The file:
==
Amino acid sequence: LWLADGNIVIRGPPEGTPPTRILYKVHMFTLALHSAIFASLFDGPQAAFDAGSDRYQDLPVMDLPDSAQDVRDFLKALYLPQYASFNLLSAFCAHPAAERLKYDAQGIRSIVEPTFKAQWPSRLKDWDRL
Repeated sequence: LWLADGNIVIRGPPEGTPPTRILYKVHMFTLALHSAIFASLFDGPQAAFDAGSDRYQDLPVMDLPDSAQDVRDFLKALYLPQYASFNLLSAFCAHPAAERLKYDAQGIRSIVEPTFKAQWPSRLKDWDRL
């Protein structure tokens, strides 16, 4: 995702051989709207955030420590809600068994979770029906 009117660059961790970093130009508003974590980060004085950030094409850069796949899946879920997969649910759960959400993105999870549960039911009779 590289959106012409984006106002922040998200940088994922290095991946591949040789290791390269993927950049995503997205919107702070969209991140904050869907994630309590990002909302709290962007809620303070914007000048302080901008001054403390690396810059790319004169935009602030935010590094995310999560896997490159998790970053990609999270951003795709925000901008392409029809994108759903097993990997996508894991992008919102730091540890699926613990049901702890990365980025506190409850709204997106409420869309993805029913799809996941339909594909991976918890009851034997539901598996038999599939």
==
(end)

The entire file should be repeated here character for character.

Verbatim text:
Amino acid sequence: LWLADGNIVIRGPPEGTPPTRILYKVHMFTLALHSAIFASLFDGPQAAFDAGSDRYQDLPVMDLPDSAQDVRDFLKALYLPQYASFNLLSAFCAHPAAERLKYDAQGIRSIVEPTFKAQWPSRLKDWDRL
Repeated sequence: LWLADGNIVIRGPPEGTPPTRILYKVHMFTLALHSAIFASLFDGPQAAFDAGSDRYQDLPVMDLPDSAQDVRDFLKALYLPQYASFNLLSAFCAHPAAERLKYDAQGIRSIVEPTFKAQWPSRLKDWDRL
């Protein structure tokens, strides 16, 4: 995702051989709207955030420590809600068994979770029906 009117660059961790970093130009508003974590980060004085950030094409850069796949899946879920997969649910759960959400993105999870549960039911009779 590289959106012409984006106002922040998200940088994922290095991946591949040789290791390269993927950049995503997205919107702070969209991140904050869907994630309590990002909302709290962007809620303070914007000048302080901008001054403390690396810059790319004169935009602030935010590094995310999560896997490159998790970053990609999270951003795709925000901008392409029809994108759903097993990997996508894991992008919102730091540890699926613990049901702890990365980025506190409850709204997106409420869309993805029913799809996941339909594909991976918890009851034997539901598996038999599939």